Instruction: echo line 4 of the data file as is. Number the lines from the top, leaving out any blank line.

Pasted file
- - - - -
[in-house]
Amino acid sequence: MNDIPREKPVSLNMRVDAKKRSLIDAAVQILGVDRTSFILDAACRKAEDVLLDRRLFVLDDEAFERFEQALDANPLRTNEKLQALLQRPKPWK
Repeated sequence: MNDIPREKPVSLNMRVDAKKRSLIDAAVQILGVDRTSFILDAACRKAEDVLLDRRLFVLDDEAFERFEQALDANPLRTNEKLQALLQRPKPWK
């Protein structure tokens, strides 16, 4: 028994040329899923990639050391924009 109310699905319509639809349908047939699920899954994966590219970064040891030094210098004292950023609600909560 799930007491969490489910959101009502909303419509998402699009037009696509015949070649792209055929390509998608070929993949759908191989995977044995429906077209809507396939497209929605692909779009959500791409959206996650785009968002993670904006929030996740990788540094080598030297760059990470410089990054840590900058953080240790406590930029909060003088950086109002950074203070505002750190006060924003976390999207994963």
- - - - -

């Protein structure tokens, strides 16, 4: 028994040329899923990639050391924009 109310699905319509639809349908047939699920899954994966590219970064040891030094210098004292950023609600909560 799930007491969490489910959101009502909303419509998402699009037009696509015949070649792209055929390509998608070929993949759908191989995977044995429906077209809507396939497209929605692909779009959500791409959206996650785009968002993670904006929030996740990788540094080598030297760059990470410089990054840590900058953080240790406590930029909060003088950086109002950074203070505002750190006060924003976390999207994963």